Why We Pay for Mentors (A Firsthand Account)

 

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I’ve been talking about mentoring of late, and today is no different.

Want to catch up? Read these recent posts on mentoring:

After the post I wrote about why you should consider paying for mentors, I got a great comment from a reader named Megan. She said:

I had to reply when I saw your subject line because I work for a revolutionary mentoring organization called Friends of the Children that *pays* full time, professional mentors to provide support for highly at-risk kids for 12.5 years from kindergarten through high school graduation. Our model is highly successful at breaking generational cycles of poverty, school failure, early parenting, and incarceration for some of the very same reasons you outlined!

I was interested in what Megan said, and wanted more. Thankfully, she was kind enough to expand on the three reasons Friends of the Children takes the radical step of paying for mentors.

 

Why We Pay for Mentors (A True Story)

This is a guest post by Megan Lewis. Megan is the director of development and marketing for Friends of the Children’s founding chapter in Portland, Oregon.  She has an MBA in marketing and nonprofit management from the Kellogg School of Management (Northwestern University) and has spent almost 20 years working to generate support for innovative, effective nonprofit organizations.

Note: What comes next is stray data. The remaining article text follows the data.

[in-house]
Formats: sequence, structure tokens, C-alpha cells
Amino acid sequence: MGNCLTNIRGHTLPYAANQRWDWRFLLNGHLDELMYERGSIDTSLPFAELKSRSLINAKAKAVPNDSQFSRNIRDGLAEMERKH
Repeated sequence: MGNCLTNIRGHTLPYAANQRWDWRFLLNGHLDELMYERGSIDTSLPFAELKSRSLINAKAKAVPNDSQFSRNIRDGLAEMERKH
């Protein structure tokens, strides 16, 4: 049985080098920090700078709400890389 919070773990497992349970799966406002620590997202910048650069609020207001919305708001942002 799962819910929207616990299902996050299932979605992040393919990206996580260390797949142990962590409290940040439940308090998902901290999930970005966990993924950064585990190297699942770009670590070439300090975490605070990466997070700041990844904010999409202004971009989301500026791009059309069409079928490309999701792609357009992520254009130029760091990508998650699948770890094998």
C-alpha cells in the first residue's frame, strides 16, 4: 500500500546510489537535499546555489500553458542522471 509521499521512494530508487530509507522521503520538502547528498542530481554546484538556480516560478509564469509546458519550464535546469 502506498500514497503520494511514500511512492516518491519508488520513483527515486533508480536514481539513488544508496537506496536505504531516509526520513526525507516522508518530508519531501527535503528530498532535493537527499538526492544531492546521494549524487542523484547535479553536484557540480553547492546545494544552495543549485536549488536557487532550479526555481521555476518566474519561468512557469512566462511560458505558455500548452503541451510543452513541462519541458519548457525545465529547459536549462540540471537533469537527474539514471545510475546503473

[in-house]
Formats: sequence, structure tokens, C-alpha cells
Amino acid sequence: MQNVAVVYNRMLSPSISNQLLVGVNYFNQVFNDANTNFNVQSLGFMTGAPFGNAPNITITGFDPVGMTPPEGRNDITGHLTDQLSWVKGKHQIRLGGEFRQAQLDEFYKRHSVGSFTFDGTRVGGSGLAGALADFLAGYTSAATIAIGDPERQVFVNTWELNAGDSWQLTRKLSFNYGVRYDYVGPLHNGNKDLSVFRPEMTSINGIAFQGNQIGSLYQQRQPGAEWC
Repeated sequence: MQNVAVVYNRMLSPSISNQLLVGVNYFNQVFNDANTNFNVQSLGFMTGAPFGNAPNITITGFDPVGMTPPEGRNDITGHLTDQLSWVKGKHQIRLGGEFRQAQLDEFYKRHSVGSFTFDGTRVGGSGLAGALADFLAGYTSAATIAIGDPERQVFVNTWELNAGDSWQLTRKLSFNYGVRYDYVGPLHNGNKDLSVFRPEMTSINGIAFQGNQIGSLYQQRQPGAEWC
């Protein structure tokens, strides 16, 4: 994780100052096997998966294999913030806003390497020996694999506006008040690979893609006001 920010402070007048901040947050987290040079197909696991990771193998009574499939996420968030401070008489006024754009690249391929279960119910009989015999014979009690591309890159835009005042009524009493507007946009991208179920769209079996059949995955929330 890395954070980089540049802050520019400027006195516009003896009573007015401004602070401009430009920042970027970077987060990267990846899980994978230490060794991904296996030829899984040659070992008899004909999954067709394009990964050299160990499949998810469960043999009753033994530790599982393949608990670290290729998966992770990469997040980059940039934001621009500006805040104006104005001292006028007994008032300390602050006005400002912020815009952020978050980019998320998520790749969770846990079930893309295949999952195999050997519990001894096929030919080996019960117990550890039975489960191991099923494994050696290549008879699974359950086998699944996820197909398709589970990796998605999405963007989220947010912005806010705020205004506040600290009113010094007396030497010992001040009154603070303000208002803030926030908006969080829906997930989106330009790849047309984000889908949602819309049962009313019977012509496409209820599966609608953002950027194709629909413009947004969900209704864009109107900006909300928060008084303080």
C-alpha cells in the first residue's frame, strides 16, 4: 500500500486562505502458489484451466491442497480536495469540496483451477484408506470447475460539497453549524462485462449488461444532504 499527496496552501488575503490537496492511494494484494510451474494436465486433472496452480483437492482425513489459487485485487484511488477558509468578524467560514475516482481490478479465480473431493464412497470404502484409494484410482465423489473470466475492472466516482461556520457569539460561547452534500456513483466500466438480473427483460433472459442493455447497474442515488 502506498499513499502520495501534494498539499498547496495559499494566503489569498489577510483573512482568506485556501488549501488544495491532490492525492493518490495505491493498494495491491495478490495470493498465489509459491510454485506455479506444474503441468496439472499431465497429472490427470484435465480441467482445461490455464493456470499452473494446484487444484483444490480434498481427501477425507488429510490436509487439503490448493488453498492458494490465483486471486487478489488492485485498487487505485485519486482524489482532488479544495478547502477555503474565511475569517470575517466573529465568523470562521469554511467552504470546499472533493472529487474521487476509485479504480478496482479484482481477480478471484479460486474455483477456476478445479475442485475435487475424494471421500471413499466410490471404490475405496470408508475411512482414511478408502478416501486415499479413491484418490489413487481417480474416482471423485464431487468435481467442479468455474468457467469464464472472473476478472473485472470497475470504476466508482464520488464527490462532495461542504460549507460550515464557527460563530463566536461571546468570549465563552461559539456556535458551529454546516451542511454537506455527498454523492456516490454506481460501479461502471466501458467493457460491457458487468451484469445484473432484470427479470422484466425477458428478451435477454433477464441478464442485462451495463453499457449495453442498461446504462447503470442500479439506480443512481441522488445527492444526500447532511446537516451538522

The organization I work for pays for mentors. And I’m here to tell you why.

It’s Hard to Get Good, Free Mentors

Research has shown that a mentoring relationship that lasts less than one year is actually more detrimental to a child than if they never had the mentor at all. The kids we serve have already faced multiple traumas and abandonments in their lives, so we need to ensure that our mentors have a long term commitment. Our average tenure is 7.5 years, and we have many staff who have been with us our entire 19-year history.

Quality Mentorship is Better than Free Mentorship.

We select kindergarteners through a systematic six-week process that identifies the children who have the most risk factors in their lives. Because our kids face so many struggles, their mentors need to have the training, resources, and support to help them set and work toward achievable goals.

Good Mentors Have Good Connections.

Our mentors have educational backgrounds in social work, therapy, and education, and they are connected with multiple community resources to help youth in difficult times. Our youth and their families face domestic violence, chemical dependency, homelessness, and family involvement with the justice system. When our mentors need help navigating these situations, they can turn to their supervisor and their team – a cohort of mentors who meet weekly to support each other and share learning gained from past experience.

An annual third-party evaluation proves that our program works!

  • 97% of our youth are not involved in the juvenile justice system despite 60% having a parent who has been incarcerated.
  • 85% have completed high school, while 54% have a parent who did not graduate.
  • 98% of adolescents avoid early parenting despite 60% having been born to a teen mother.
Success!
What do you think? Would this organization be able to achieve such great results if the mentors were taking part on a volunteer basis? Are there times when you think it would make sense to pay for a mentor?

Please note: I reserve the right to delete comments that are offensive or off-topic.

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